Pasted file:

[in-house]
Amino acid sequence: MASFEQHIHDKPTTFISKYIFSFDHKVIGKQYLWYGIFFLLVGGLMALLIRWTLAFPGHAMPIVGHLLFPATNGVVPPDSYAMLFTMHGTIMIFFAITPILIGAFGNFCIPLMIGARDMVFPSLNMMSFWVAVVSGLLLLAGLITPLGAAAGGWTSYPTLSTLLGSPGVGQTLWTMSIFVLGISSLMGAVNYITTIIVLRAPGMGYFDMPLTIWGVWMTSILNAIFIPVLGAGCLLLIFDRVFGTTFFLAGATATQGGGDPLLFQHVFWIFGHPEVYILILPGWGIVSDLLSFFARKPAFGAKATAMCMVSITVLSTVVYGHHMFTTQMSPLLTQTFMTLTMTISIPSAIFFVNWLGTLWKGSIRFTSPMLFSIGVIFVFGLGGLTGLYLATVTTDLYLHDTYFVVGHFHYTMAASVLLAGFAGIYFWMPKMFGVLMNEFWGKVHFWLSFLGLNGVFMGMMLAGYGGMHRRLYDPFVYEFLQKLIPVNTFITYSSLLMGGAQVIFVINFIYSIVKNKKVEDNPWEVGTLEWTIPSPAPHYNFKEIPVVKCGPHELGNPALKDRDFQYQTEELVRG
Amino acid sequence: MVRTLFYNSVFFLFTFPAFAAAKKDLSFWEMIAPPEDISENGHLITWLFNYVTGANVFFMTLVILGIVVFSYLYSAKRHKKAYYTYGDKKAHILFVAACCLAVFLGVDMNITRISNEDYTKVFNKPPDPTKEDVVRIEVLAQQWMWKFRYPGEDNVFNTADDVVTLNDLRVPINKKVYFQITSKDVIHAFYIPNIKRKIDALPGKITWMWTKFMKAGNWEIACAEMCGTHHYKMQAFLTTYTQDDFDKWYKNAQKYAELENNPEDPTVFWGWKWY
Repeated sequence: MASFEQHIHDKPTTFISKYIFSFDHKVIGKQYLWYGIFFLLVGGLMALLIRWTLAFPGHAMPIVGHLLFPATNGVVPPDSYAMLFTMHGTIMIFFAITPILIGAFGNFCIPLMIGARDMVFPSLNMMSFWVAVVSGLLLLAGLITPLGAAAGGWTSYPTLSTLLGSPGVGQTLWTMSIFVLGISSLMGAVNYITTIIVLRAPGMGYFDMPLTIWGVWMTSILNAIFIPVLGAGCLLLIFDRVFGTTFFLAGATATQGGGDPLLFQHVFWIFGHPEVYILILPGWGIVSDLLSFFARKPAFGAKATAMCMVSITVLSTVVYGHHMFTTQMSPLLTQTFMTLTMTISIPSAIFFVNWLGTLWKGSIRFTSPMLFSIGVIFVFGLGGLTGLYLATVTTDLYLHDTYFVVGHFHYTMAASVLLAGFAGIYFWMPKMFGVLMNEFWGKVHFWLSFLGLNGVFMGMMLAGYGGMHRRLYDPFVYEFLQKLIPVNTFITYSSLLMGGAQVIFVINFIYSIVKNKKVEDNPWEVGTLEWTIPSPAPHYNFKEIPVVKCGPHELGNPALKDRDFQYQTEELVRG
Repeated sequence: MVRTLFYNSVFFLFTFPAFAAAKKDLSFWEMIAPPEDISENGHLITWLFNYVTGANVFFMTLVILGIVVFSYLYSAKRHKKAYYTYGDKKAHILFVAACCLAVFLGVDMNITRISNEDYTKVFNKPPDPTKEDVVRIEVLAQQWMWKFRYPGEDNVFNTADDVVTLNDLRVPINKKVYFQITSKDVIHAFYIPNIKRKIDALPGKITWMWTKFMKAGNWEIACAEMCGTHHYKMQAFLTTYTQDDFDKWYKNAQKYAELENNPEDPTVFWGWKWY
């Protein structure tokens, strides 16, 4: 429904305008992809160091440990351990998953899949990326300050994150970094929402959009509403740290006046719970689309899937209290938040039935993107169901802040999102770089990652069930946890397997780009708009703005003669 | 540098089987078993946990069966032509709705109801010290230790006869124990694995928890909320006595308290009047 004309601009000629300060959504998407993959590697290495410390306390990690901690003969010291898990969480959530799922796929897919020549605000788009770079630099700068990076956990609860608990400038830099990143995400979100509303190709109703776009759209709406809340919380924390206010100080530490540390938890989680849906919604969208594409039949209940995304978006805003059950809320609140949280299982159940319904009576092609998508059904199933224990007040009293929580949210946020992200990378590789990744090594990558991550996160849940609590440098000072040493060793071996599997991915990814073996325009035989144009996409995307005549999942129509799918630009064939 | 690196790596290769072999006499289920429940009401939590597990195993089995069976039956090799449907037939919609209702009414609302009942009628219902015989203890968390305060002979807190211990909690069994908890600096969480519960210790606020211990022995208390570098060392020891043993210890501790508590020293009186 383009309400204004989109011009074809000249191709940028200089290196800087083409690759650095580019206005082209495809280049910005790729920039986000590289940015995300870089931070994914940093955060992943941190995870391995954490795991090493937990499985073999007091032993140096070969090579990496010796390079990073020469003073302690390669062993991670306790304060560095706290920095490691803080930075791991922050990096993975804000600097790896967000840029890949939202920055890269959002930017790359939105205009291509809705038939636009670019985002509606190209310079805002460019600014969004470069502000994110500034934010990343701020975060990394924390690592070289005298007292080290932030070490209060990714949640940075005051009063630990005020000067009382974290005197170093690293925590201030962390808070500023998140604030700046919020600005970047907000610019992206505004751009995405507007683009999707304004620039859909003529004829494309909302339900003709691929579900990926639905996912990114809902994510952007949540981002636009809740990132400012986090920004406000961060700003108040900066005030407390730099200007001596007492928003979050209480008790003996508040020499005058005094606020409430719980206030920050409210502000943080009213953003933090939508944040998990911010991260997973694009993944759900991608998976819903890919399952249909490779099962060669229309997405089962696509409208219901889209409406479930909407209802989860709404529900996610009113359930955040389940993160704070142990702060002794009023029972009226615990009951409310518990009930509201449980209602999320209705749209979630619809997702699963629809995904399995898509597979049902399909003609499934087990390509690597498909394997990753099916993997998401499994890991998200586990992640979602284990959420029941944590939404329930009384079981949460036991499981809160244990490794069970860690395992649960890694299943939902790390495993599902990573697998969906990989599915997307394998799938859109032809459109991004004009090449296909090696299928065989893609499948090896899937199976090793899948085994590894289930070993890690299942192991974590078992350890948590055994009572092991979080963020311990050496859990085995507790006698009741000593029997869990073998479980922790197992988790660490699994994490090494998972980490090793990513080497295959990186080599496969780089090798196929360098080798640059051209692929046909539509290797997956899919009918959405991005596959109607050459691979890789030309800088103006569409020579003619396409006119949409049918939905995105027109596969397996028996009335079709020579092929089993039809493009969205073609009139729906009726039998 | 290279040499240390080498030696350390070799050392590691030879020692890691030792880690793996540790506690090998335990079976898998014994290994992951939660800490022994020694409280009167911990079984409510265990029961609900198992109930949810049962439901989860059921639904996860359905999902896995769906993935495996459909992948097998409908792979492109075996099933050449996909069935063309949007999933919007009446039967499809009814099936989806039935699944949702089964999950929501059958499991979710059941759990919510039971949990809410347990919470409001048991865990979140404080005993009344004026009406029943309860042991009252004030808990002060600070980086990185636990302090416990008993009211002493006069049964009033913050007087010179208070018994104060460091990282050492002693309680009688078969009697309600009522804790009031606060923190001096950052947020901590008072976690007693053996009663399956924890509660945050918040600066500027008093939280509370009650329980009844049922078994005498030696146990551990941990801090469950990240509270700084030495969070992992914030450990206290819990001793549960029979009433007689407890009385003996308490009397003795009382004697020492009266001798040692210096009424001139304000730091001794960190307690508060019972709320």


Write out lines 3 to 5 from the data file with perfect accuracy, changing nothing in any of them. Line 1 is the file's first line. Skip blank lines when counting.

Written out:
Amino acid sequence: MVRTLFYNSVFFLFTFPAFAAAKKDLSFWEMIAPPEDISENGHLITWLFNYVTGANVFFMTLVILGIVVFSYLYSAKRHKKAYYTYGDKKAHILFVAACCLAVFLGVDMNITRISNEDYTKVFNKPPDPTKEDVVRIEVLAQQWMWKFRYPGEDNVFNTADDVVTLNDLRVPINKKVYFQITSKDVIHAFYIPNIKRKIDALPGKITWMWTKFMKAGNWEIACAEMCGTHHYKMQAFLTTYTQDDFDKWYKNAQKYAELENNPEDPTVFWGWKWY
Repeated sequence: MASFEQHIHDKPTTFISKYIFSFDHKVIGKQYLWYGIFFLLVGGLMALLIRWTLAFPGHAMPIVGHLLFPATNGVVPPDSYAMLFTMHGTIMIFFAITPILIGAFGNFCIPLMIGARDMVFPSLNMMSFWVAVVSGLLLLAGLITPLGAAAGGWTSYPTLSTLLGSPGVGQTLWTMSIFVLGISSLMGAVNYITTIIVLRAPGMGYFDMPLTIWGVWMTSILNAIFIPVLGAGCLLLIFDRVFGTTFFLAGATATQGGGDPLLFQHVFWIFGHPEVYILILPGWGIVSDLLSFFARKPAFGAKATAMCMVSITVLSTVVYGHHMFTTQMSPLLTQTFMTLTMTISIPSAIFFVNWLGTLWKGSIRFTSPMLFSIGVIFVFGLGGLTGLYLATVTTDLYLHDTYFVVGHFHYTMAASVLLAGFAGIYFWMPKMFGVLMNEFWGKVHFWLSFLGLNGVFMGMMLAGYGGMHRRLYDPFVYEFLQKLIPVNTFITYSSLLMGGAQVIFVINFIYSIVKNKKVEDNPWEVGTLEWTIPSPAPHYNFKEIPVVKCGPHELGNPALKDRDFQYQTEELVRG
Repeated sequence: MVRTLFYNSVFFLFTFPAFAAAKKDLSFWEMIAPPEDISENGHLITWLFNYVTGANVFFMTLVILGIVVFSYLYSAKRHKKAYYTYGDKKAHILFVAACCLAVFLGVDMNITRISNEDYTKVFNKPPDPTKEDVVRIEVLAQQWMWKFRYPGEDNVFNTADDVVTLNDLRVPINKKVYFQITSKDVIHAFYIPNIKRKIDALPGKITWMWTKFMKAGNWEIACAEMCGTHHYKMQAFLTTYTQDDFDKWYKNAQKYAELENNPEDPTVFWGWKWY